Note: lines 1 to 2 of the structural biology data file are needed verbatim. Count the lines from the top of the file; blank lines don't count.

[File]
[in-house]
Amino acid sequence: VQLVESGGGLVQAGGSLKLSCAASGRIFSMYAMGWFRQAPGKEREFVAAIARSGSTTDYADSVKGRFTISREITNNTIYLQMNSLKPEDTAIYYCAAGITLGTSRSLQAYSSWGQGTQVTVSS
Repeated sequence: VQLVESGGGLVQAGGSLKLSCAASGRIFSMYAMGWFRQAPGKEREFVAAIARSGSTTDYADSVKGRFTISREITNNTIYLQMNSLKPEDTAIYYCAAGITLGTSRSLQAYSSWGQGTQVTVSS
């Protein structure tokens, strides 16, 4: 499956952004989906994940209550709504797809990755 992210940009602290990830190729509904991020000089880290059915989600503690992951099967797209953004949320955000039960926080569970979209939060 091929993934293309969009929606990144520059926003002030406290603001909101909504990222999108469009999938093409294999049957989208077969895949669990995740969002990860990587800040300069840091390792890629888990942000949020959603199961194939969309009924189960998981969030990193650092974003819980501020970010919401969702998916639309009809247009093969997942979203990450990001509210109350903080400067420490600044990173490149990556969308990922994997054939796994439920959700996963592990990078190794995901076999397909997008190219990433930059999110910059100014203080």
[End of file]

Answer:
[in-house]
Amino acid sequence: VQLVESGGGLVQAGGSLKLSCAASGRIFSMYAMGWFRQAPGKEREFVAAIARSGSTTDYADSVKGRFTISREITNNTIYLQMNSLKPEDTAIYYCAAGITLGTSRSLQAYSSWGQGTQVTVSS